Brian Phillips on Steph Curry (via Grantland)

You should read Brian Phillips on Stephen Curry’s improbable rise and rise and rise. If you don’t, at least read this excerpt:

It’s been a revelation. In college, part of what made his game a delight was that it looked so approachable. He wasn’t too fast to track or so high above the rim that he seemed superhuman; he was a regular-ish kid who kept sinking shots in colossal moments. Now? Maybe there are advanced stats to track this, but to me he looks like he’s playing in a different rhythm from anyone else on the floor. He still sees those tiny fissures in the defense, but now he anticipates them and knows how to make them wider. He has a whole magazine of little steps and turns and flutters now, moves that don’t require phenomenal athleticism so much as nerve and a killer sense of timing. (After the Warriors’ Game 2 playoff win over the Pelicans this week, someone described him as “Kawhi Leonard with ADD,” which I love.) He’s not exactly accessible, but somehow he’s even more himself — one foot on the mortal earth and one in the ether, a demigod hanging with Olympians.

Sometimes the contrast shows. On Thursday night, for most of Game 3 against New Orleans, Curry looked flat, almost normal; it was Anthony Davis, the Pelicans’ young power forward, a player so in the mode of the deity-ideal that he might have sprung from the forehead of basketball itself, who dominated, leading New Orleans to a 20-point fourth-quarter lead. But the Warriors kept inching back. With 11.2 seconds left, Curry pump-faked past a flying Jrue Holiday and drilled a 3 to cut the lead to two. With six seconds left and Golden State now trailing by three, Curry missed what he thought was a game-tying shot (in fact his foot was on the line). Marreese Speights got the offensive rebound and kicked the ball out to Curry in the left corner. Four seconds left, tenths vanishing. One of those moments when you can hear your own heartbeat. Two Pelicans, including Davis, converged on him, crashing into him and into each other; a split second before they knocked him to the ground, he got off a shot.

And you knew. Hindsight can be kind of a bully in sports, and it’s easy to remember certainty when all you really experienced was a kind of limbic panic. But this was Steph Curry in 2015, taking a last-second shot at the end of an astonishing comeback; maybe you didn’t understand what was happening, maybe you couldn’t quite believe it, but while the ball was in the air, you knew. The ball flew way, way up, and then, as Curry lay under Davis, it dropped through the net. Tie game. Overtime. For most of 48 minutes, Curry had not been Anthony Davis; then, for a couple of seconds at the end, he was Stephen Curry. That was enough. He opened overtime with another 3-pointer. Golden State won the game, 123-119, and took a 3-0 lead in the series. It was hard, afterward, to say exactly what had happened, except that Steph was playing, so it kind of made sense.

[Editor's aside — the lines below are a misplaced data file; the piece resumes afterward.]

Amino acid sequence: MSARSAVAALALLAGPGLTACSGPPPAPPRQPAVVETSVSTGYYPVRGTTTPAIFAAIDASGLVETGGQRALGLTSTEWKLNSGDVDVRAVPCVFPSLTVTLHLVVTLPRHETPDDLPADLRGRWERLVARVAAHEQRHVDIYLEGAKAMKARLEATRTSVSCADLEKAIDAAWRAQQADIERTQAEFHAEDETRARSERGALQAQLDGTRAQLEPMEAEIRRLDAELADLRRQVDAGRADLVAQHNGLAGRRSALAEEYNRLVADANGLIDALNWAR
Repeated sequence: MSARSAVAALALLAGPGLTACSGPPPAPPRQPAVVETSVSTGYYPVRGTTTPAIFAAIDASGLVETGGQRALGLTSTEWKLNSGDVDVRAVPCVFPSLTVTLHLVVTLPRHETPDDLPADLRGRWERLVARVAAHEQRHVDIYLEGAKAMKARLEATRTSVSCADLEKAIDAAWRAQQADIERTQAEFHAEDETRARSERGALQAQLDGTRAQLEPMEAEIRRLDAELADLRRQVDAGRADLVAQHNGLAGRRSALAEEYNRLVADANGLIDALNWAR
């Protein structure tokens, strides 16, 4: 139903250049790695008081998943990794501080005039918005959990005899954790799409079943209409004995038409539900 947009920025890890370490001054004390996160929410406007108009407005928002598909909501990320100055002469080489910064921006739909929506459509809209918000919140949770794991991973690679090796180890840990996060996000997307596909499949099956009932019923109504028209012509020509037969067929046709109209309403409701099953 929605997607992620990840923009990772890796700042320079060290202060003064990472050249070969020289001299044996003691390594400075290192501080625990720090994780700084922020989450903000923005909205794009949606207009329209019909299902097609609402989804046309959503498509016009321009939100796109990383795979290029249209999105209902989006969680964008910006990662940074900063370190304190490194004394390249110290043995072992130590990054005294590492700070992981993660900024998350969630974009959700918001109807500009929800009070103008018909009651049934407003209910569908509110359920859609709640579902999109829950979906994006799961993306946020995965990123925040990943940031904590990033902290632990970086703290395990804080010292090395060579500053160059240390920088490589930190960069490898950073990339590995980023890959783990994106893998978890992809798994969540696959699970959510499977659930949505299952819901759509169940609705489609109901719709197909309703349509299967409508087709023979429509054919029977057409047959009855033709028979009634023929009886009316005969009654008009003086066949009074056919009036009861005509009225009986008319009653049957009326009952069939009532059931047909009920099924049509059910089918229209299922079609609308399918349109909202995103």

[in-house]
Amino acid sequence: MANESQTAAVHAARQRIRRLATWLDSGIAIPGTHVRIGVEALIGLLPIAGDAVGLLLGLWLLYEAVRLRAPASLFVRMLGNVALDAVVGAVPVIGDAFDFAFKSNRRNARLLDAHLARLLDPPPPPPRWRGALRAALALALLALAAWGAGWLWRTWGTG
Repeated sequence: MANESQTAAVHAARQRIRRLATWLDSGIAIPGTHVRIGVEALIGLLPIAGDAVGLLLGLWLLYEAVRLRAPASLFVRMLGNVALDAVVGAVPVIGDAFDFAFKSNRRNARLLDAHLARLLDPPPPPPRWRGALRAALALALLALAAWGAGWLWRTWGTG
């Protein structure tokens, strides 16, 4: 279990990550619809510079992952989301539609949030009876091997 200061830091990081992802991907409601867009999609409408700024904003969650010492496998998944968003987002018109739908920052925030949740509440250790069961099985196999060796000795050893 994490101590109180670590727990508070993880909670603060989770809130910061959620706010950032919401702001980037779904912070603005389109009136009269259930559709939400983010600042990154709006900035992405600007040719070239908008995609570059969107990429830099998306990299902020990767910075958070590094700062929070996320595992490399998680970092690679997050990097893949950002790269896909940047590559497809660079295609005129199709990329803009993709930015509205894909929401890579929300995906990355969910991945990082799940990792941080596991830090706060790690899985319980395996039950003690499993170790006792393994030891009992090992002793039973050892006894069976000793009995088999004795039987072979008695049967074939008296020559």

If he wins the MVP, and I think he should, then that quality, the special joy of watching him, should certainly inform the decision. James Harden has been monstrously effective and Chris Paul is a rock, but whom would you rather see? Who makes you feel something? Why shouldn’t that count, when you’re talking about players on the highest level of a spectator sport? In 20 years, no one’s heart is going to beat faster remembering how efficiently Harden got to the free throw line. You’re going to remember what it was like to see Curry pop into open space and catch the ball, the feeling of possibility that accompanied that moment. You’re going to remember watching the ball rise toward the basket. You’re going to remember how it hung at the top of its arc, and how you already knew what would happen, and how you couldn’t look away.

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Jahlil Okafor’s Story (via Terrance Noland’s Chicago Magazine profile from January 2014)

This is too good not to share. From Terrance Noland’s piece “Jahlil Okafor Is On His Way Up,” printed in Chicago MagazineJanuary 2014

An excerpt explaining Jahlil’s pre-game ritual and the influence of his father, Chucky:

If you watch Jahlil right before a game, you will see his mouth moving. He’s not singing the words to the national anthem. He’s not talking to himself. He’s whispering to his mother. “I’ll just tell her, ‘Let’s go, Mom. I’m ready.’ I think of her as my wings on the court, my extra step.”

Through basketball, he has found a way to grieve. “I think it’s his escape,” says his aunt Chinyere, the principal at Jensen Miller Scholastic Academy on Chicago’s West Side. “I think it lets him focus on something else for a while. I know it does. We’ve talked about it.”

Chucky says, “He will never be OK. I told him that the day his mom died: ‘You will never get over this. So that’s not something you need to try to do.’ ”